LONDON - British mental health charity SANE says people addicted to super-strength cannabis may commit more violent acts unless tougher action is taken against the drug.
Marjorie Wallace, chief executive of the charity, said at least one third of recent killings related to skunk cannabis could have been prevented if the British government had taken action, The Telegraph reported Friday.
Wallace called for the government to set up an educational campaign to instruct young people of the dangers of skunk cannabis. She also suggested the government create special mental health units for drug users suffering from schizophrenia.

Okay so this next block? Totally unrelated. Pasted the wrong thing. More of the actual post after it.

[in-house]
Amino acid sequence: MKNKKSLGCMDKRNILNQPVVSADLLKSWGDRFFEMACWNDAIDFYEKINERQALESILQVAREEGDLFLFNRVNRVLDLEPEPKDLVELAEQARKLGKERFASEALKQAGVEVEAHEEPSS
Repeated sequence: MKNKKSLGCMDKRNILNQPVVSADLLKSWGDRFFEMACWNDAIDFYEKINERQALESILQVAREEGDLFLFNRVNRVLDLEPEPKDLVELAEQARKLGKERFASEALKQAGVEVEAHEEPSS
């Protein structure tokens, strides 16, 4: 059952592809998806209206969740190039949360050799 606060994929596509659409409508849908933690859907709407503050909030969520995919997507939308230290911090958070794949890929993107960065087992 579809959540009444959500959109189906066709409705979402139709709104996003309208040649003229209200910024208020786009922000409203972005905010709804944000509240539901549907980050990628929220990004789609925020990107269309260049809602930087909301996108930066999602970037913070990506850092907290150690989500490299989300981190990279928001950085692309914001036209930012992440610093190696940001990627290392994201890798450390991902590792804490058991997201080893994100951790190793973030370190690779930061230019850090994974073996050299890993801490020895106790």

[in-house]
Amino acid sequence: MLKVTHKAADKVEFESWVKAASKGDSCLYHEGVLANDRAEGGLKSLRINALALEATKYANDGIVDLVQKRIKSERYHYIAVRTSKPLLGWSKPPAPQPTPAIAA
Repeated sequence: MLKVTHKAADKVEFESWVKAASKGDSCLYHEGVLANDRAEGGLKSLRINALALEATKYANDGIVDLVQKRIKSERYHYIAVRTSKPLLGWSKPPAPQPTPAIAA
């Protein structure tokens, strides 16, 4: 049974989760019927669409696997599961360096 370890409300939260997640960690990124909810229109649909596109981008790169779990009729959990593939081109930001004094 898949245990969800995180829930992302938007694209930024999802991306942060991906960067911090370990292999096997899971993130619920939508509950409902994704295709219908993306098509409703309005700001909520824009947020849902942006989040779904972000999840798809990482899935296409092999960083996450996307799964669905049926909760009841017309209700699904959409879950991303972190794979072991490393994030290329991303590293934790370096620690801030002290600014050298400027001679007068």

"The latest figures show 79 percent of school children think cannabis is both harmless and legal, but we clearly need to have a much stronger message that it can devastate the mind," Wallace said.
"It's like giving school children loaded guns."
Wallace's comments followed a teenager's admission earlier this week that he was addicted to skunk cannabis when he stabbed and killed his grandmother.
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